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J K Rowling’s 'The Casual Vacancy' is Adult, Dull

By Periscope @periscopepost

Harry Potter author JK Rowling's first post-Potter book, The Casual Vacancy, is out this week. Harry Potter author JK Rowling’s first post-Potter book, The Casual Vacancy, is out this week.

The background

Whomping wizards! Queen of children’s fiction, J K Rowling, famous the world over for her Harry Potter books, has delivered an actual grown up novel called The Casual Vacancy, which apparates onto shelves today. It starts with the death of Barry Fairbrother, which leaves behind a vacancy on the Parish Council of Pagford, a West Country town full of snobs and problem families. The vacancy inspires those on the well-heeled side to put in one of their own, and get rid of the hated council estate, known as the Fields. The cast includes a social worker, a school councillor, a deputy head, and Krystal Weedon from the estate. Critics are weighing it up, with some tactfully suggesting that Rowling’s book is not a bad book, and others being really rather disappointed.

The Archers meets Eastenders

“It’s as though The Archers and EastEnders have got muddled up,” said Claire Allfree on Metro. The plot may sound “bleak,” but Rowling is still easy to “gobble down.” It’s “pretty insubstantial,” with a “crude, slightly ersatz quality.” The “satirical potshots … are ebullient, but not exactly subtle,” and there are clichés “on almost every page,” with “a familiar seam of grotesquery.” Adult characters “are often monstrous,” but Rowling is “on more interesting ground with her younger characters.” In fact, “like Harry Potter, The Casual Vacancy is about adolescents doing battle with dangerous adults.” Alas, Rowling has “clearly set out to write an Important Book. A pity then that it should often feel so bland.”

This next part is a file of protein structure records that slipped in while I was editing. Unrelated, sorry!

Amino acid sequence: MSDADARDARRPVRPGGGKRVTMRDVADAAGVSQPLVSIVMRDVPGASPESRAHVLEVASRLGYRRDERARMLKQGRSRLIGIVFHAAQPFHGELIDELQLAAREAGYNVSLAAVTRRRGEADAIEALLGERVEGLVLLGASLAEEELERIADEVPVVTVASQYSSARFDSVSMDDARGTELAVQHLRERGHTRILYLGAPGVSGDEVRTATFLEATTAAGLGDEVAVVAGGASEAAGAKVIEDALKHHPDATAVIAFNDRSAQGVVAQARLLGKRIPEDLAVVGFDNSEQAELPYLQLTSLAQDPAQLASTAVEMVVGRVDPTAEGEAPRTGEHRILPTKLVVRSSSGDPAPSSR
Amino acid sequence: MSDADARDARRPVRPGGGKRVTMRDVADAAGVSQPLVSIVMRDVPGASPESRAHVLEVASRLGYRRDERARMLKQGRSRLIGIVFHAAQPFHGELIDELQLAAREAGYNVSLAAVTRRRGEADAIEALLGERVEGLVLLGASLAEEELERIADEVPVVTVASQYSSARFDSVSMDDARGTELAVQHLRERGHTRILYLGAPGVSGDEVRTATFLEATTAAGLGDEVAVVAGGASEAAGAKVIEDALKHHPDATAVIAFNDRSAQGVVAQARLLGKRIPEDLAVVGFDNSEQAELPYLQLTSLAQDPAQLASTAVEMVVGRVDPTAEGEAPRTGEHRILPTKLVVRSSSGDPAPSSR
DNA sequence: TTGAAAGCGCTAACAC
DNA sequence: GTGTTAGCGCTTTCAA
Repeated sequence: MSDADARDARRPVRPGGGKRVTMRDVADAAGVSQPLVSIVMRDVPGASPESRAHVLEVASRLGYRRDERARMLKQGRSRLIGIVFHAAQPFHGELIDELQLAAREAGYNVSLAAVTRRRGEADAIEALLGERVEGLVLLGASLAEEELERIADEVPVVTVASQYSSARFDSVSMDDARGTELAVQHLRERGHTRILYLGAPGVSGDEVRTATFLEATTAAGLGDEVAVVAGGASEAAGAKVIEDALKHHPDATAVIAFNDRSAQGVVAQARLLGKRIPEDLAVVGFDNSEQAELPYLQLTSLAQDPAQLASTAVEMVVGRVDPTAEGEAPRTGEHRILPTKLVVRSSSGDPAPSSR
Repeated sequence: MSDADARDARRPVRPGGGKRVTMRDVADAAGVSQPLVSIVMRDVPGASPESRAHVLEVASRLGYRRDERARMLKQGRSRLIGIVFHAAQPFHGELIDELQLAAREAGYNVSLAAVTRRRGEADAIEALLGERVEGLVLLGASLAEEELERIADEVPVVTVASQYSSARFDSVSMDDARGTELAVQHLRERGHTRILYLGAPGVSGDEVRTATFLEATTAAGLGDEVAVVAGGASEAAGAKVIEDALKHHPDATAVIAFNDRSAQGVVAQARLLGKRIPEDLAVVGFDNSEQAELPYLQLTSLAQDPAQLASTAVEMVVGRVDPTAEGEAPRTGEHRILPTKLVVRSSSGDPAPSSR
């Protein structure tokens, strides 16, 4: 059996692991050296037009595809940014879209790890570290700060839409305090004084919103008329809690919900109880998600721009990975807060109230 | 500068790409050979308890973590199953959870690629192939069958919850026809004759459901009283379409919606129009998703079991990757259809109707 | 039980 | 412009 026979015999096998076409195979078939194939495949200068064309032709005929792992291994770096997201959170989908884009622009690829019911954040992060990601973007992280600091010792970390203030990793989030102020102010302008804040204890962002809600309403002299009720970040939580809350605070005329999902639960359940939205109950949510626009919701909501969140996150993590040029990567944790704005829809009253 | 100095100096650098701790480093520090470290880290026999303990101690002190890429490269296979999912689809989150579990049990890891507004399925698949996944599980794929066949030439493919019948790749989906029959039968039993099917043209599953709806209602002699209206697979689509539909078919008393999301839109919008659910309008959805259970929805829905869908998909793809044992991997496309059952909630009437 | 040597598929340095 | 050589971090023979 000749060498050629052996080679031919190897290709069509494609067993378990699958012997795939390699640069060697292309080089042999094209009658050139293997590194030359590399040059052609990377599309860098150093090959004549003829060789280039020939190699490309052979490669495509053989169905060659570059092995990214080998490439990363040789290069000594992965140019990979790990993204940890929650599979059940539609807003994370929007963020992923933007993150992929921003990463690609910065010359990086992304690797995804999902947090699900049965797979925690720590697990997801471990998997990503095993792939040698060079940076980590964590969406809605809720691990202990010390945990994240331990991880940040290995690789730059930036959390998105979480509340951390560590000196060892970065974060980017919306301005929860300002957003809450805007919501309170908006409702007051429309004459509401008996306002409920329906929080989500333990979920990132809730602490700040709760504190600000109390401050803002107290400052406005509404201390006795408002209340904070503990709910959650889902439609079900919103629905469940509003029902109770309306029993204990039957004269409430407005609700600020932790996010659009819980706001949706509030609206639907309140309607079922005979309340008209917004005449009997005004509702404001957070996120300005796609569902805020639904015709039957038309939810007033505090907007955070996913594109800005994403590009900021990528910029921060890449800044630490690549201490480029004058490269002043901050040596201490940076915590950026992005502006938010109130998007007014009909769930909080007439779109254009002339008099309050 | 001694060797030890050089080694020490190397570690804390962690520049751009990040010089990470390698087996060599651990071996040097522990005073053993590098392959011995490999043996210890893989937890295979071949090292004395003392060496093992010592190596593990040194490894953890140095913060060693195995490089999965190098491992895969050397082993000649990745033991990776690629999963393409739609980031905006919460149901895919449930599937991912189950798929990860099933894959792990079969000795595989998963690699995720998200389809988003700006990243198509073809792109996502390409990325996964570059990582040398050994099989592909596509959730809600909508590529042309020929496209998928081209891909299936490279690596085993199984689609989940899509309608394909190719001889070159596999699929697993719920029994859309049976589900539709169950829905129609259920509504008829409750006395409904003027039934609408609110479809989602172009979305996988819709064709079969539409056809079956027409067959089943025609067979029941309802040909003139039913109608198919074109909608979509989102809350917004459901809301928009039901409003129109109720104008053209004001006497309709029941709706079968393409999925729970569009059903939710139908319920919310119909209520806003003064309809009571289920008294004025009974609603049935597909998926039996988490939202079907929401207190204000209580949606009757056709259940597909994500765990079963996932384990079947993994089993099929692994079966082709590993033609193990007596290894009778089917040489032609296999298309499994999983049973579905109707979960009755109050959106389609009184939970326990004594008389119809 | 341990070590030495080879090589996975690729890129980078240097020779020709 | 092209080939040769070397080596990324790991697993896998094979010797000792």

There’s no magic here

Allison Pearson in The Telegraph sighed: “And so, from the pen that brought you The Leaky Cauldron comes this: “‘His knuckles in her belly as he undid his own flies – she tried to scream and he smacked her across the face – the smell of him was thick in her nostrils as he growled in her ear, ‘F—- shout and I’ll cut yer.’ So much for Hermione Granger.’” The book is “sometimes funny, often startlingly well observed, and full of cruelty and despair.” And the ending is “so howlingly bleak that it makes Thomas Hardy look like P G Wodehouse.” Rowling “summoned a whole generation … to the magic circle of books.” So why did she decide “To break the spell, bewildering fans with this uneven, often harrowing book?” If you want to get a sense of what Pagford is like, remember 4 Privet Drive and its “stifling, smug suburban values.” Whilst Rowling is good at getting under her teenagers’ skin, she can’t do grown ups, and as for politics – well. Better left alone. There’s no magic here.

A novel with a moral purpose

Erica Wagner in The Times said that this book “harks back to a time when fiction had work to do.” Rowling’s “taken it upon herself to revive the idea of a novel as a force for social good.” You might think the plot “sounds a tiny bit dull. You wouldn’t be wrong.” The characters are “constructed to fulfill the author’s purposes,” and “her fictions have little shadow.” Rowling’s “concerned by a world in which the poor are left to fend for themselves … Perhaps it’s no bad thing to be reminded that novels might, once again, do more than simply entertain us.”

It’s not a bad book

The problem with “denial marketing,” said Theo Tait in The Guardian, is that it “creates a slight anti-climax” when it comes to The Casual Vacancy. There are “some superficial excitements” – “taking drugs, swearing, self-harming, having grimy casual sex, singing along to Rihanna,” and there is the “memorable phrase ‘that miraculously unguarded vagina.’” But as a whole it’s “a solid, traditional and determinedly unadventurous English novel” with inspirations from Elizabeth Gaskell and George Elliot. The cast of Pagford “are mostly hateful Muggles,” meaning that the “book seems doomed to be known as Mugglemarch.” The novel is immersive, with “the claustraphobic horror” being “nicely done.” It’s also “efficiently organised.” But it’s “the prisoner of its conventions,” with a predictable plot that “lurches into melodrama.” The language too “is not quite doing what she wants it do do.” It’s “no masterpiece, but it’s not bad at all: intelligent, workmanlike, and often funny.”

It’s howlingly dull

Michico Kakutani on The NY Times was not impressed. The book is “so wilfully banal, so depressingly clichéd,” that it’s “not only disappointing – it’s dull.” The novels leaves you “with a dismaying sense of human weakness, selfishness and gossipy stupidity.” Pagford “seems oddly generic – a toy village, in which rooftops pop off to reveal adultery, marital discord and generational conflict among the tiny toy people.” Let’s hope Rowling doesn’t return to Pagford, “but instead moves on to something more compelling and deeply felt in the future.”

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